About this artwork

Drummond's friend the botanist, John Hutton Balfour, regarded his enthusiasm for geology and botany as specifically anti-Darwinian: 'His evolution was God's Work, and not the mere development of living beings' The picture of Loch Earn, seen from above a garden, with the little figure of the woman marking the middle distance, may have evoked ideas of the human and the divine - the cultivated garden and the awesome wilderness, the peopled plains and the hills watching above.

Rev. D.T.K. Drummond

Rev. D.T.K. Drummond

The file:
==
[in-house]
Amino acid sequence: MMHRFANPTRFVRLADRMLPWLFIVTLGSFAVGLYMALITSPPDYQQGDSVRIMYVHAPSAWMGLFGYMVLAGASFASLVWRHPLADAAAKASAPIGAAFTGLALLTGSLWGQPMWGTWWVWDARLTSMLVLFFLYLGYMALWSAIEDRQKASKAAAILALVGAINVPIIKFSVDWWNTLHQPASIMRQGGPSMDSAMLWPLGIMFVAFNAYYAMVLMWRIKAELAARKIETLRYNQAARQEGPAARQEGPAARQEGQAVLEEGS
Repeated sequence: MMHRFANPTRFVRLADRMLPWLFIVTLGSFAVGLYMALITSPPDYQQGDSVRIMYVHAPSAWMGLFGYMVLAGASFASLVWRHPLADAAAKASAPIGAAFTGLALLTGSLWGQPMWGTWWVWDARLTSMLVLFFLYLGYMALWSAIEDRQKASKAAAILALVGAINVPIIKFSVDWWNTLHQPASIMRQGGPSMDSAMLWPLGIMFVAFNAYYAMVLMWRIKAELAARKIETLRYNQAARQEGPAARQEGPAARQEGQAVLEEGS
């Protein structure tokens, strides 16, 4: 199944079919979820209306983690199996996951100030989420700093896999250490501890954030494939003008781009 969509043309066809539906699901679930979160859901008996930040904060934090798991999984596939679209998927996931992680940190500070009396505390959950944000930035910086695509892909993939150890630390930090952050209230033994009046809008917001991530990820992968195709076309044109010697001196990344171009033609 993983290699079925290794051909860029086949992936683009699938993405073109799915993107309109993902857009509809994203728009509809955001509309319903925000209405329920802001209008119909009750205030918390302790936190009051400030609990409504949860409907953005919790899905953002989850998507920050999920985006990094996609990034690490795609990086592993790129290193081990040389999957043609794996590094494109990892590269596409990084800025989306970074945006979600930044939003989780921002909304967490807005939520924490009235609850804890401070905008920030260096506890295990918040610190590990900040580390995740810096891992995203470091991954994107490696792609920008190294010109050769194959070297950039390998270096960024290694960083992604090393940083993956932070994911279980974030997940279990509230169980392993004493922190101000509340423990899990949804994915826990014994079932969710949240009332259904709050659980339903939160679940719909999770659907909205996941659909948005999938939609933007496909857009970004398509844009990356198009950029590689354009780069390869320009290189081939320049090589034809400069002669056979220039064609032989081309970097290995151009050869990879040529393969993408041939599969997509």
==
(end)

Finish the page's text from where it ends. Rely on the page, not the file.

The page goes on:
As a clergyman Drummond had been attached to the Scottish Episcopal Church but his evangelical leanings resulted in his removal from office in 1843. He took up landscape photography as a hobby in the 1860s, becoming a member of the Edinburgh Photographic Society in 1861. Drummond's health was undermined by the quarrel with his church and he wrote in 1864, 'It is impossible to say how much, under God, I owe both in my mind and body to photography in my hours of leisure'. He served on the council of the Photographic Society of Scotland in 1862 and 1864.